DUKE Families of Nansemond County, Virginia by Fred Duke
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Foreward by Richard St. Arnauld

The following data are the eight years work of C. Fred Duke of Sarasota, Florida, of whom I became acquainted in 1997. Fred is not a native of Nansemond County, but his roots lie there. In 1900, his father moved across the James River to Newport News where Fred was born in 1925. Fred started tracing his Nansemond County Duke family history in 1988. Nansemond County is now extinct -- in 1974 the entire county of Nansemond became the City of Suffolk, Virginia. I, too, am trying to trace my Duke family and this is how I came to meet Fred. Although Fred has not completed his research to the point that he is satisfied with, he believes that he has done all he can in gathering this data. His only task now is to organize it in a manner that means something to his line of Dukes. He is sharing this with me and the public with the hope that someone can add to it or supply that missing link he may have missed. Some of the names included in this research may seem not to have a DUKE connection but as one moves through the chronology the names such as Baker, Stallings and Hackley will become apparent. Nansemond County, being one of the ‘Burned Counties’ is especially hard to research, with the lack of birth, marriage and death records. Fred has taken the path of trying to research the family using tax records, deeds and wills. In this effort he recorded every DUKE record he could find and as you will see was quite thorough. -- Richard St. Arnauld, Jupiter, Florida

[TLC Note: Richard, an ardent DUKE researcher, passed away in 2001. He will be missed!]

Introduction by C. Fred Duke

The real irony of the 1866 fire in Nansemond Co., VA is the fact that as of 1850, every one of my ancestors were living in Nansemond County. Sources that I have examined (as of October 1997) are :

As we know, the1866 fire in Nansemond County Courthose destroyed all records. What little remains for us to examine, prior to 1866 (other than the US census of 1850) must be gleaned from other surviving records. The ealiest records that I have found are within the five volumes of Calvaliers And Pioneers These great records cover the early period of the 1600’s up to 1737. At this time, I am working on what we know about the DUKE name in Nansemond County covered by the first five volumes which take us to 1737. When this study has been exhausted, I intend to offer a comparative information with the Vestry Book of the Upper Parish of Nansemond County, roughly 1743 thru 1795.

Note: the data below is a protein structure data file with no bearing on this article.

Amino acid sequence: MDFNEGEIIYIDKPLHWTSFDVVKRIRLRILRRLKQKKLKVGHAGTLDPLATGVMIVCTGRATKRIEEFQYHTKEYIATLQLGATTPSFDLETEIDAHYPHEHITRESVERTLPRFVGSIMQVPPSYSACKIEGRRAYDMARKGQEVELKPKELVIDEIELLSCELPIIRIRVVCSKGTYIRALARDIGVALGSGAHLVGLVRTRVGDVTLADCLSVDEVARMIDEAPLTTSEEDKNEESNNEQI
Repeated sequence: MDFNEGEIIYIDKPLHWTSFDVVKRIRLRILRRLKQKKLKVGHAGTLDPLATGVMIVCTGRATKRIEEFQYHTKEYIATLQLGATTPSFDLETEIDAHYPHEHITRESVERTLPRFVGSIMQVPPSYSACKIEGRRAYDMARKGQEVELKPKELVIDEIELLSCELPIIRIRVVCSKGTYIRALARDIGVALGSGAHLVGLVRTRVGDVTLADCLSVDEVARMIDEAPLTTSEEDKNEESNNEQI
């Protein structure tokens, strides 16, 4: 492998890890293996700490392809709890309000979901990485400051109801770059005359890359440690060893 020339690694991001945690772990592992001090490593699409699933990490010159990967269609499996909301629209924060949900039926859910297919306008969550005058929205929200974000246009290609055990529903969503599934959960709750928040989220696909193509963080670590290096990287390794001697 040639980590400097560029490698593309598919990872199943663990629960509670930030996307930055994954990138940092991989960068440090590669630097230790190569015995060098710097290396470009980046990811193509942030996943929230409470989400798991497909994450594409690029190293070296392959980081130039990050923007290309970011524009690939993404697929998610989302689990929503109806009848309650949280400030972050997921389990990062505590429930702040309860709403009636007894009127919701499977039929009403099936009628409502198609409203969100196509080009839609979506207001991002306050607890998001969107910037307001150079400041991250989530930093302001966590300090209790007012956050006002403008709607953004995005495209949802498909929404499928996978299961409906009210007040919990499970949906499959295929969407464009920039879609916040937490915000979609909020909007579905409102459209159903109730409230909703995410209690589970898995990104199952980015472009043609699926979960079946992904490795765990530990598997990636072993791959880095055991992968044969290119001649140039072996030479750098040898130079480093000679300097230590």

Then a careful study of adding what we find in the Nansemond Land taxes 1782 - 1861 and include the Personal Property Taxes for 1815-1861, with an added inclusion of the Clerk’s Fee Books dated circa 1788- 1800.

First: I intend to name in chronological order the DUKE names only (with a few exceptions where it seems helpful) Nansemond County references for that is where all of "my" descendent DUKE’s were in 1850. (Incidently there where other DUKE names in other counties during this same period, but they will have to await later identification).

Just in case I am asked why I start with THOMAS DEW, I have two answers:

(a) The recognition that oftentimes, names were mispelled due to misunderstanding or phonetic ‘assumptions’.

(b) The excellent research and writings of Evelyn Duke Brandenberger (in her Duke Book I and II) has suggested that the DEW, DEWE and DEWS are all the same identification of DUKE.

So, lets start with the earliest land grant that I have found:

[RSA Note: All deeds and recordings are not all those of just Duke but also of those near or adjacent to a Duke or person who will in the future be important to the Duke family. All words, names and places are copied here as recorded -even recognizable mispelling.]

For archival purposes, the C. Fred Duke data are grouped according to year in these files: